Very recently, the U.S. State Department sent a delegation of staff and tech entrepreneurs (broadly defined) to visit Russia. The delegation included the diversity of State Department maverick Jared Cohen, entertainer and businessman Ashton Kutcher, Twitter founder Jack Dorsey, and well-respected thought leader Esther Dyson. The delegation seemed important. At one point, Cohen described it as, "the greatest specific meeting of the minds specifically between american and russian tech experts."
Heady stuff. I don't disagree with the point of the trip, nor the participation of the individuals in the delegation. It's pretty cool. (I wonder if the White House should be doing similar things with, say, Alabama, Utah, and Wyoming – you know, outreach to citizens? – but that's not really the point of this article.) But in my new role as something of a corporate storyteller, I was thinking about the way in which the story of the Russian Tech Delegation (#RusTechDel) was being told primarily through Twitter. (Some activities were livestreamed through Kutcher's UStream channel, as long as his iPhone had battery power, that is.)
At some points, some participants were tweeting something every couple of minutes. And in some cases participants were retweeting other participants. What's the "right" number of tweets? Everyone has to decide that for themselves. But for me, as a member of the audience, I found this somewhere between confusing and annoying. I've written before about how difficult it is to piece together a coherent story by merely following a hashtag: You sort of get the story, but between the primary storytellers, the secondary retweeters, the tertiary commenters, and the people who do any of those things, but on a delay, it's disjointed and hard to follow.
Narration, for everyone, is hard. There has to be a balance between providing information and providing too much information.
The #RusTechDel "exciting event story" is just one of many examples of recent experiences I've had with social media storytelling, or attempts at it. A year ago, few people used tools like Twitter, and so only one person might be live-tweeting an event – making their information rare and valuable. Now however, we often see modest or extreme versions of Paul Carr's "Look at me, looking at this" syndrome, in which people feel compelled to drop every thought they have into a tweet, with almost no regard for the audience they are presumably trying to reach.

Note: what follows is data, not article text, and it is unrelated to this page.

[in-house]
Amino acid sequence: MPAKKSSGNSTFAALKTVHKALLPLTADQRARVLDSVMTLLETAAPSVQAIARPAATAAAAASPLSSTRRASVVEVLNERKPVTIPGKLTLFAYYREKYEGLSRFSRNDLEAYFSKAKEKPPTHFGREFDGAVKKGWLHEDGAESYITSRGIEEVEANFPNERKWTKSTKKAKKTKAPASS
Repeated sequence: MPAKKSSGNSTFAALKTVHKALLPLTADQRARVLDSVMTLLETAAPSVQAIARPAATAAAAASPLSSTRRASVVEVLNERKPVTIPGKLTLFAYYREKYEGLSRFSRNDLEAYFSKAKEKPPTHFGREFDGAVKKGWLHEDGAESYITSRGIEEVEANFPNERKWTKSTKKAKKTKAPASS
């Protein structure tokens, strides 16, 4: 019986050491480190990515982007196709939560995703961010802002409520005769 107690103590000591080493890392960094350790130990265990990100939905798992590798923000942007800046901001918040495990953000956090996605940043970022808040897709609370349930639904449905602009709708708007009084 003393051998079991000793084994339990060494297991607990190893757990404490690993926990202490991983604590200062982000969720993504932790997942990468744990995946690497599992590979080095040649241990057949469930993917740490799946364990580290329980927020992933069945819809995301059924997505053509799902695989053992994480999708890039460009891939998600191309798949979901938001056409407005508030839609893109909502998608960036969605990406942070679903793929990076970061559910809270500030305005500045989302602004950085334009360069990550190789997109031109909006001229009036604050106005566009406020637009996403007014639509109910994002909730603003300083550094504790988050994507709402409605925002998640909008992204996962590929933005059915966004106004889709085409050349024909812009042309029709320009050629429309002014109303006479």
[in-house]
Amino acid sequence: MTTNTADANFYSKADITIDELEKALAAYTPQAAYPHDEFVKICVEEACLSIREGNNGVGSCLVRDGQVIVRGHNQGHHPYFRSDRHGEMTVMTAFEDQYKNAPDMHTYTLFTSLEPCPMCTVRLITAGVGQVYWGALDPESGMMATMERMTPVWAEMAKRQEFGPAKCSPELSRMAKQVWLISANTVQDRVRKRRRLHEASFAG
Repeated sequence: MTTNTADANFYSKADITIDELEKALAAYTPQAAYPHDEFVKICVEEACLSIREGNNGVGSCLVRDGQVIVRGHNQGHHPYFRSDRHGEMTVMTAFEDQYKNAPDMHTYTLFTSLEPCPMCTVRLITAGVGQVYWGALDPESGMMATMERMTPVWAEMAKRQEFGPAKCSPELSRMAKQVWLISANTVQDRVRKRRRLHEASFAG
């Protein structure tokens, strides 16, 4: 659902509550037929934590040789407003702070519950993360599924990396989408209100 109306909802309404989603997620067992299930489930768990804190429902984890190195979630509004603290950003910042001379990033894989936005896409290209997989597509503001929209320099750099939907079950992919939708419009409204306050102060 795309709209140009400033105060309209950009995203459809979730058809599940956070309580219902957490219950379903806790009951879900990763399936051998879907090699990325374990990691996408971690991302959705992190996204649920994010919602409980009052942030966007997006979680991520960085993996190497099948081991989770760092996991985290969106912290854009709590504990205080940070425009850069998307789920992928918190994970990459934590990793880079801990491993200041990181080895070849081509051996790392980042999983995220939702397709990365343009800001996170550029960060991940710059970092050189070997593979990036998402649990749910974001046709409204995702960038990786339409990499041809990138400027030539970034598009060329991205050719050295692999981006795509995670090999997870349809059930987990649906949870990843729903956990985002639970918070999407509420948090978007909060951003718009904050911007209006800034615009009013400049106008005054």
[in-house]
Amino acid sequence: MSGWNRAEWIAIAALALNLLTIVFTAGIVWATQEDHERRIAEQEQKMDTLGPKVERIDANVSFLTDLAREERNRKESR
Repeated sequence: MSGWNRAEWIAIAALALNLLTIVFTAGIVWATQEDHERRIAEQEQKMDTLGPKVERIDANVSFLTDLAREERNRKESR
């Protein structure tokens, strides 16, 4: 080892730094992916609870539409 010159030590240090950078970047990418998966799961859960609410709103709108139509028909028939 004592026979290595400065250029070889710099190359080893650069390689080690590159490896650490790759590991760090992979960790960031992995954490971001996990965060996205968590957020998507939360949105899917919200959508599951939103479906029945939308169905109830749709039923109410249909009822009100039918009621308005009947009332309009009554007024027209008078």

A talk is longer than a tweet. And stories are complicated. I've seen a lot of easy-way-out examples now of "live broadcasting" interesting events via user-generated tweets and a shaky Flip cam. What I'm looking forward to is the next generation of microstorytelling, for government (as in the case of the State Department here, and others) and for business (whether that's huge conferences like SXSW or a corporation running an online campaign).
The tools are there. Sophisticated use of proper, branded landing pages, engaging use of Facebook groups, and activation of simple but powerful blogging platforms like Posterous and Tumblr (which can be used from mobile devices), in combination with more "traditional" (if that's possible after only a year of high popularity) UStream and Twitter usage is the way to go, I think. But this isn't the final word – I think all organizations are currently grappling with issues surrounding how best to tell stories to audiences.
To his credit, Cohen tweeted me that, "beuaty of tech is u can choose what you want or don't want to listen to" (forgive the spelling, he was tweeting in the middle of his event). But with all due respect, I think that the notion that tech provides lots of channels and you choose what you want or don't want to listen to works well in theory but not very well in practice. Following the social media conversation surrounding even a moderately popular event can be overwhelming. So, until the social technology community mechanically fixes Clay Shirky's "filter failure" problem (with no economic logic to filtering for quality before pulbishing), my opinion is that storytellers should do a little of it on their own if they care about their audiences.